This painting of the Pisan school shows Mary indicating the Christ Child with her right hand. She is thus a Madonna Hodegetria, a Madonna who indicates the ‘way’ (hē hodos) which Christ claims to be in his words: ‘I am the way, and the truth, and the life; no one comes to the Father, but by me’ (John 14:6). He would pronounce those words the night before he was crucified, and the ‘way’ in question is thus related to his Passion and death.
A still clearer assertion that Christ’s human body is a ‘way’ also appears in the letter to the Hebrews, when the author states that the Saviour entered the heavenly sanctuary ‘by the new and living way which he opened for us … that is his flesh’ (Hebrews 10:20).
Our Madonna Hodegetria carries all this back to Jesus’s infancy, leaving no doubt that the ‘way’ Mary indicates in her Son is indeed his death. At the viewer’s right, just behind the Christ Child, are four Passion-related scenes to which the Virgin’s gesturing hand necessarily conducts our gaze (reading from top to bottom): The Kiss of Judas, The Flagellation, The Carrying of the Cross, and The Deposition. The entire panel thus illustrates the willingness to accept death that Christ had from infancy on, as reported in Hebrews 10:4–10. What is more, the artist shows the Child tracing a sign of the cross in benediction with his right hand, while in his left he holds a scroll, sign that he is the Word made flesh (John 1:14).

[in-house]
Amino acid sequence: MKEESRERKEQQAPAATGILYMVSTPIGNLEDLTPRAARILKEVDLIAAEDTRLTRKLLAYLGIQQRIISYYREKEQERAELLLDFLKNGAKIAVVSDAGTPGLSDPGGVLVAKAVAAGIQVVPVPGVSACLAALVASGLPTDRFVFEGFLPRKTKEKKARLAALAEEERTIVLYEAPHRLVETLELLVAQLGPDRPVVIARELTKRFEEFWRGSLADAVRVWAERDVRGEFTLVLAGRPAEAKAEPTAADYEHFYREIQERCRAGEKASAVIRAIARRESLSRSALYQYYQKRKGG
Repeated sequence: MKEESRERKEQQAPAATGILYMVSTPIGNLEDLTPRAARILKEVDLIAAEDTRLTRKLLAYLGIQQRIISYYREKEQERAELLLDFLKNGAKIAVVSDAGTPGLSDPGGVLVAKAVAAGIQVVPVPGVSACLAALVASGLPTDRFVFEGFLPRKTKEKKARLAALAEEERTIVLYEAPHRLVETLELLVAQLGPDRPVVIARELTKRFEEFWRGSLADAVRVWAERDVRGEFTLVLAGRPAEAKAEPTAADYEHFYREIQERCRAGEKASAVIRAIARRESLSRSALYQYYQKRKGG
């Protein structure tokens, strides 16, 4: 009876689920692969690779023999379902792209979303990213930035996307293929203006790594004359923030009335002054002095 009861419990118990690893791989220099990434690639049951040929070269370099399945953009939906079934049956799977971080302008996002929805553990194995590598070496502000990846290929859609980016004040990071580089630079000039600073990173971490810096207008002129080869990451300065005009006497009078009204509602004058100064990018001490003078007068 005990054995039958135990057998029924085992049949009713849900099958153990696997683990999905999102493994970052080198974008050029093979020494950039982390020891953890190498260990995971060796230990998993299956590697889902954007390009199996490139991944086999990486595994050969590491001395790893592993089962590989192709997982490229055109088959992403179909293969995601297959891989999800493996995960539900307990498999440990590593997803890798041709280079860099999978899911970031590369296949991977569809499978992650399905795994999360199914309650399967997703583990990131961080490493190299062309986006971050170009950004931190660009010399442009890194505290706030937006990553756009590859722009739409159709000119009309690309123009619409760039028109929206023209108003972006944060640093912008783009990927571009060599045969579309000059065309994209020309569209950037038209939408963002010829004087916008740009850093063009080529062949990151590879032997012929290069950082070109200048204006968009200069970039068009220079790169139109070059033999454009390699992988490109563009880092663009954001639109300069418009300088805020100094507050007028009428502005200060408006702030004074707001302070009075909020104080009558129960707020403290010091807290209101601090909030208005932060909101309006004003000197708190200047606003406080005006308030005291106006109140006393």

The fact that it is his mother who, pointing, reveals the purpose of Christ’s incarnation, reminds us that from his infancy she knew he was destined to be ‘a sign that is spoken against’ and that ‘a sword’ would ‘pierce’ her own soul as well (Luke 2:34–35).